“Legacy is their only child.”
After a week of wading through Samsung product placementsand elaborate visual metaphors, I have emerged from my viewing of season three of House of Cards.
Season three of House of Cards is the clumsiest edition that we’ve seen to date, and whilst I don’t hate the direction the season takes, its irregularity in quality is somewhat disconcerting. Some plot points were great- President Petrov cared so little about Frank Underwood’s feelings it was hilarious, and only made his later acts of dominance (particularly forcefully kissing Claire) even more chilling by comparison.
An understated moment in Chapter 30 where Frank is questioned about his opinions on LGBTQIA rights is uncharacteristically delicate for House of Cards, as only we can recognise the pain and fury in Frank’s eyes knowing his history as we do. Most importantly, the birth of AmWorks’ slogan, “You are entitled to nothing”, feels like a beautiful summation of Frank’s ethos since the show’s beginning.
Frank tried playing by the rules, as much as you ever can in Washington, and Walker screwed him over for it. Since then, he’s been building his own future, and the boldness of his plans require casualties. The surprise re-entrance of Freddy’s character in the AmWorks tent undermines everything that Frank Underwood and his politics represents, acting as a reminder that the man extolling the virtues of AmWorks is the reason why Freddy is unemployed in the first place.
Yet for every one of these great televisual moments, there’s another clumsy metaphor or line to match them, and the show occasionally borders on the absurd. Personally, the lack of realism in this show has never really bothered me. I mean, the Democratic whip murders a congressman in the first season, what degree of authenticity are people truly expecting? Soap opera antics were always part of House of Cards, and it owns to that.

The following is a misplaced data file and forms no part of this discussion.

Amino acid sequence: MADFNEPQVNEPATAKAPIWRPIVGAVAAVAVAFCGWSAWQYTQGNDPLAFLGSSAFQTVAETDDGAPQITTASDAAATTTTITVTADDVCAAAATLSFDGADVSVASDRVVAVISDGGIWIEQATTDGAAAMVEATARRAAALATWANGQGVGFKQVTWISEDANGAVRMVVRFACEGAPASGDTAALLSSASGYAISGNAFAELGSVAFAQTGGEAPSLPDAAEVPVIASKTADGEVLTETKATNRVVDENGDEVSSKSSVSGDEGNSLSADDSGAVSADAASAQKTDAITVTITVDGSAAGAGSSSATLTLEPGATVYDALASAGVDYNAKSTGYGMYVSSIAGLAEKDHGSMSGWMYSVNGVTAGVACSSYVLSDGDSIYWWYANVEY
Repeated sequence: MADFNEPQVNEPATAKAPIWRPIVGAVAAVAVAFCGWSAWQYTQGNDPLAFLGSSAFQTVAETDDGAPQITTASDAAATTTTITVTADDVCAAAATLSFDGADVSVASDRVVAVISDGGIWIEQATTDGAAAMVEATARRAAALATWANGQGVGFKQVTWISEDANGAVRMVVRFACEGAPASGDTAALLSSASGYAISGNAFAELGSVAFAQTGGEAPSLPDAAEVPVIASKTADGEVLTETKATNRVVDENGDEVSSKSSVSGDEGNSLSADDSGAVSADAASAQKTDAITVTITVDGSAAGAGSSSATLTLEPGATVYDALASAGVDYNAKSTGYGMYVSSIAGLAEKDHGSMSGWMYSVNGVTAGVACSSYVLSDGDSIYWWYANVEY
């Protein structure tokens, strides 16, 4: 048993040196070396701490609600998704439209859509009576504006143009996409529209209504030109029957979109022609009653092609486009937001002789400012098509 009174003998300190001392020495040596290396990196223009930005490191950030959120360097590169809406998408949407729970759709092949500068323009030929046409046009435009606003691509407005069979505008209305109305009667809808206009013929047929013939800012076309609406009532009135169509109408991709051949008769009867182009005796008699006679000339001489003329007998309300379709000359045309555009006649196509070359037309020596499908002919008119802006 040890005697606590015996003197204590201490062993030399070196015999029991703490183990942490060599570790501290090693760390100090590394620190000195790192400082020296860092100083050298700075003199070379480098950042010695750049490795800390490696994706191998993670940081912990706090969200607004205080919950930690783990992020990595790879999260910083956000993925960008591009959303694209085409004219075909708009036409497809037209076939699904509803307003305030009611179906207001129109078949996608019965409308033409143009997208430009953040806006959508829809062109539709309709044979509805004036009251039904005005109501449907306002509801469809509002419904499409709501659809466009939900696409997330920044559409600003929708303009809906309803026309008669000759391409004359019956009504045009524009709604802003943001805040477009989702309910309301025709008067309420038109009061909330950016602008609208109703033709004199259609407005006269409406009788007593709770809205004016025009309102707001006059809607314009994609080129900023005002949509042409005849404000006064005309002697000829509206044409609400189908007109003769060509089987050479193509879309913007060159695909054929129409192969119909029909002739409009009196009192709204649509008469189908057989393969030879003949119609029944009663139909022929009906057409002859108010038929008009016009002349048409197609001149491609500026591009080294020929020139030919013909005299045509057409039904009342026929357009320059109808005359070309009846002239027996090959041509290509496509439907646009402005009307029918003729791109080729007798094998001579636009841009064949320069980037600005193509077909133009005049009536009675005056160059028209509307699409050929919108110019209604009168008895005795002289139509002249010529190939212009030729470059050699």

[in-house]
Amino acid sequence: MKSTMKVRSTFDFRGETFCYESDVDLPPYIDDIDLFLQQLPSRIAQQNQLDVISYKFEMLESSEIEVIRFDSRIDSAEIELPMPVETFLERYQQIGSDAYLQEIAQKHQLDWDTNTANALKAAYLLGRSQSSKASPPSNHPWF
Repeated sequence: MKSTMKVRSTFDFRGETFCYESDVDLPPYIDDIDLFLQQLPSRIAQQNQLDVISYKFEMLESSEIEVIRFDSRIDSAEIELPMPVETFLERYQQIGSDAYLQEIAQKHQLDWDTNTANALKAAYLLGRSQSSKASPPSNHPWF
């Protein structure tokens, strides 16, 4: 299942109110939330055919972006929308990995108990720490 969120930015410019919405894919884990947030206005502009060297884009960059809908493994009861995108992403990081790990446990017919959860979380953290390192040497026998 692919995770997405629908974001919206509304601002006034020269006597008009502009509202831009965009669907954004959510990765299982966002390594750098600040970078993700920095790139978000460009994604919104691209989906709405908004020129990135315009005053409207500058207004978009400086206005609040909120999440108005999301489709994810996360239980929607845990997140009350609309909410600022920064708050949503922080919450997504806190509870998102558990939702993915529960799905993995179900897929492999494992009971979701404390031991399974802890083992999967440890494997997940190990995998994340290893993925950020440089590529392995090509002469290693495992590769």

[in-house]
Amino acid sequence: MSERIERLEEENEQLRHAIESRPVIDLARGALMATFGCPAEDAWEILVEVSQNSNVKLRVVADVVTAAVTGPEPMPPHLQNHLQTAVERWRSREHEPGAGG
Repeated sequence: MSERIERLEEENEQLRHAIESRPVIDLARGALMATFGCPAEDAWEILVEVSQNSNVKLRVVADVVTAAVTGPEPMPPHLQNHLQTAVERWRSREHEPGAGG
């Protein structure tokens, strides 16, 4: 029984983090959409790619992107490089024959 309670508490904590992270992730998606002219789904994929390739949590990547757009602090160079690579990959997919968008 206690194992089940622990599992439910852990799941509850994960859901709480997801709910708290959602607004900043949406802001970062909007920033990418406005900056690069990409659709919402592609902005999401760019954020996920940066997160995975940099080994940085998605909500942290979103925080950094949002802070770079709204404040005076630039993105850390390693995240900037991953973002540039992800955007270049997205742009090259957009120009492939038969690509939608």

However, there are certain moments where even I can’t quite accept what happened in the writer’s room- even within the ludicrously overwrought atmosphere of this fictional Washington, who the fuck thought inviting Pussy Riot to a dinner with the Russian president was a good idea? Yet conversely, the times where I expected, nay, wanted ridiculous events (no-one had sex with Meechum this season and it’s a god damn tragedy), House of Cards failed to deliver. It says a lot that my favourite moment of season three was the unexpected cameo of Cashew the (admittedly adorable) guinea pig.
To an extent, the show is betraying some of its principal assets. Most prominently, Frank no longer has President Walker as an enemy, who gave the character his raison d’être. Frank Underwood without a power ladder to climb is toothless, disarmed, declawed, and so even some of the most visceral moments of the season (spitting on a statue of Christ, for example) lack subtlety.
Think of the show’s opening sequence, in which Frank Underwood monologues to camera and strangles a wounded dog- that was shocking. Urinating on his father’s grave, however, feels like a contrived attempt at recapturing the same scare factor. That’s not to say that there aren’t some terrifying moments for Frank this season- his physical domination of Claire in the final episode highlights the considerable acting talent of Kevin Spacey when given good material to work with. But on the whole, the brutal, ruthless Frank Underwood the world loves to loathe seems absent from the show.
As a consequence of this, our focus shifts to the supporting players of House of Cards. One of the things that Season Three did well was creating a focus on women in politics. Having the three principal female characters- Heather Dunbar, Jackie Sharp and Claire Underwood- as more serious political players than Frank was a bold move which paid off well. Frank’s campaign is almost entirely dependent on Claire’s popularity, and he’s the only person who doesn’t seem to know that.
Throughout the Democratic campaign in Iowa, you could be forgiven for confusing which Underwood was vying for a nomination, with Claire standing in front of a crowd of supporters chanting for her more than her husband. The gradual transformations of Claire, Sharp and Dunbar played out beautifully. Dunbar in particular was a great surprise to me as a viewer- the slow erosion of her integrity culminates in Frank’s exquisitely painful reminder that she has become “one of the men, in their smoky backrooms,” casting aspersions on what women have to do to succeed in Washington.